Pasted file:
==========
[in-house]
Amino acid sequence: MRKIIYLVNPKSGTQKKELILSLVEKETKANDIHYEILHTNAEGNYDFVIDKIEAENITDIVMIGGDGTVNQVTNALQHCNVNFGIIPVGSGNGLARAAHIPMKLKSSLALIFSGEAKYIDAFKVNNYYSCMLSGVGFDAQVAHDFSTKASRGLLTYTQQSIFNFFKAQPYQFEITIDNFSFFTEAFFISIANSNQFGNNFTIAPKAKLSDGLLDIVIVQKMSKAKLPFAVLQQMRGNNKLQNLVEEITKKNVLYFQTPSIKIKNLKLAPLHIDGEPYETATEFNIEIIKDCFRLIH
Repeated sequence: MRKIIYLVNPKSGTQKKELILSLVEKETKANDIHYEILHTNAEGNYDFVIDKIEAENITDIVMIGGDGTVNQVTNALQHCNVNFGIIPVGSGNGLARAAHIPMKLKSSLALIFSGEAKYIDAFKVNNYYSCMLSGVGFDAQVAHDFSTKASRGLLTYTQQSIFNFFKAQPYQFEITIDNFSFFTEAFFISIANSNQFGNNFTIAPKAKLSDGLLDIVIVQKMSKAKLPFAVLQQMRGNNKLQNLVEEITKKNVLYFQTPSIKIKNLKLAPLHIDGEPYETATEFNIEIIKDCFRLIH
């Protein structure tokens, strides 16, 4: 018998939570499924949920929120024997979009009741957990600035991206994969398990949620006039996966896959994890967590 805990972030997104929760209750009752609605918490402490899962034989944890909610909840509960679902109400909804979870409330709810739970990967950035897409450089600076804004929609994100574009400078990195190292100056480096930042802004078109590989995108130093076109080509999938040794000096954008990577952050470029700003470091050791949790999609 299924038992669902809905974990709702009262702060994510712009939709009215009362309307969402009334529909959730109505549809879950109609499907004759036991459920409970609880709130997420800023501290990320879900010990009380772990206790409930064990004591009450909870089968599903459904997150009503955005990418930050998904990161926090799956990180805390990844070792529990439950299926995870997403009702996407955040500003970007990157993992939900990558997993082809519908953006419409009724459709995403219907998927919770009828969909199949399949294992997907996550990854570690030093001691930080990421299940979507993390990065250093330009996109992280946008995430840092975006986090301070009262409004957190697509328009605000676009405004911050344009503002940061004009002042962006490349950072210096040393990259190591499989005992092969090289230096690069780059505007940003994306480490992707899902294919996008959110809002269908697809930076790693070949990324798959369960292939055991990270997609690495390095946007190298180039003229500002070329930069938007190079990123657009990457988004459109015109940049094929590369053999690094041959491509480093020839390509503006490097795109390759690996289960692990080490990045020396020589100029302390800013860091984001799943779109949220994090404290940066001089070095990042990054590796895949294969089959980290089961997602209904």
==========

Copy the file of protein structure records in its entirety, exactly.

[in-house]
Amino acid sequence: MRKIIYLVNPKSGTQKKELILSLVEKETKANDIHYEILHTNAEGNYDFVIDKIEAENITDIVMIGGDGTVNQVTNALQHCNVNFGIIPVGSGNGLARAAHIPMKLKSSLALIFSGEAKYIDAFKVNNYYSCMLSGVGFDAQVAHDFSTKASRGLLTYTQQSIFNFFKAQPYQFEITIDNFSFFTEAFFISIANSNQFGNNFTIAPKAKLSDGLLDIVIVQKMSKAKLPFAVLQQMRGNNKLQNLVEEITKKNVLYFQTPSIKIKNLKLAPLHIDGEPYETATEFNIEIIKDCFRLIH
Repeated sequence: MRKIIYLVNPKSGTQKKELILSLVEKETKANDIHYEILHTNAEGNYDFVIDKIEAENITDIVMIGGDGTVNQVTNALQHCNVNFGIIPVGSGNGLARAAHIPMKLKSSLALIFSGEAKYIDAFKVNNYYSCMLSGVGFDAQVAHDFSTKASRGLLTYTQQSIFNFFKAQPYQFEITIDNFSFFTEAFFISIANSNQFGNNFTIAPKAKLSDGLLDIVIVQKMSKAKLPFAVLQQMRGNNKLQNLVEEITKKNVLYFQTPSIKIKNLKLAPLHIDGEPYETATEFNIEIIKDCFRLIH
């Protein structure tokens, strides 16, 4: 018998939570499924949920929120024997979009009741957990600035991206994969398990949620006039996966896959994890967590 805990972030997104929760209750009752609605918490402490899962034989944890909610909840509960679902109400909804979870409330709810739970990967950035897409450089600076804004929609994100574009400078990195190292100056480096930042802004078109590989995108130093076109080509999938040794000096954008990577952050470029700003470091050791949790999609 299924038992669902809905974990709702009262702060994510712009939709009215009362309307969402009334529909959730109505549809879950109609499907004759036991459920409970609880709130997420800023501290990320879900010990009380772990206790409930064990004591009450909870089968599903459904997150009503955005990418930050998904990161926090799956990180805390990844070792529990439950299926995870997403009702996407955040500003970007990157993992939900990558997993082809519908953006419409009724459709995403219907998927919770009828969909199949399949294992997907996550990854570690030093001691930080990421299940979507993390990065250093330009996109992280946008995430840092975006986090301070009262409004957190697509328009605000676009405004911050344009503002940061004009002042962006490349950072210096040393990259190591499989005992092969090289230096690069780059505007940003994306480490992707899902294919996008959110809002269908697809930076790693070949990324798959369960292939055991990270997609690495390095946007190298180039003229500002070329930069938007190079990123657009990457988004459109015109940049094929590369053999690094041959491509480093020839390509503006490097795109390759690996289960692990080490990045020396020589100029302390800013860091984001799943779109949220994090404290940066001089070095990042990054590796895949294969089959980290089961997602209904």